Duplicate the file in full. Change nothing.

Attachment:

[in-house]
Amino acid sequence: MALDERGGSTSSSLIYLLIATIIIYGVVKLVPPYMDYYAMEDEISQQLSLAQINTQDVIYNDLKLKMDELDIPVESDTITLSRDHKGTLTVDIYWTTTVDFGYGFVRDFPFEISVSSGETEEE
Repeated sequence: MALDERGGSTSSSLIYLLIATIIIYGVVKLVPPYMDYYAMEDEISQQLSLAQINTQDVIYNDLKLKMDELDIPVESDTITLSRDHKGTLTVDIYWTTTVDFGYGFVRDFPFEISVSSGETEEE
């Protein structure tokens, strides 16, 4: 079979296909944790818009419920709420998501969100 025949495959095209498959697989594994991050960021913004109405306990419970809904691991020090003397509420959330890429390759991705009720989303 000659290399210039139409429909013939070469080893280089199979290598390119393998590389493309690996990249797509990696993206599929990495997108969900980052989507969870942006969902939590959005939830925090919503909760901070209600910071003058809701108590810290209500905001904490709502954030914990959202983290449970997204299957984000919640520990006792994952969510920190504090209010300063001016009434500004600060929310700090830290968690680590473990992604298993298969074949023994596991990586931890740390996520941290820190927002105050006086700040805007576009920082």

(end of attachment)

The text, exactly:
[in-house]
Amino acid sequence: MALDERGGSTSSSLIYLLIATIIIYGVVKLVPPYMDYYAMEDEISQQLSLAQINTQDVIYNDLKLKMDELDIPVESDTITLSRDHKGTLTVDIYWTTTVDFGYGFVRDFPFEISVSSGETEEE
Repeated sequence: MALDERGGSTSSSLIYLLIATIIIYGVVKLVPPYMDYYAMEDEISQQLSLAQINTQDVIYNDLKLKMDELDIPVESDTITLSRDHKGTLTVDIYWTTTVDFGYGFVRDFPFEISVSSGETEEE
């Protein structure tokens, strides 16, 4: 079979296909944790818009419920709420998501969100 025949495959095209498959697989594994991050960021913004109405306990419970809904691991020090003397509420959330890429390759991705009720989303 000659290399210039139409429909013939070469080893280089199979290598390119393998590389493309690996990249797509990696993206599929990495997108969900980052989507969870942006969902939590959005939830925090919503909760901070209600910071003058809701108590810290209500905001904490709502954030914990959202983290449970997204299957984000919640520990006792994952969510920190504090209010300063001016009434500004600060929310700090830290968690680590473990992604298993298969074949023994596991990586931890740390996520941290820190927002105050006086700040805007576009920082």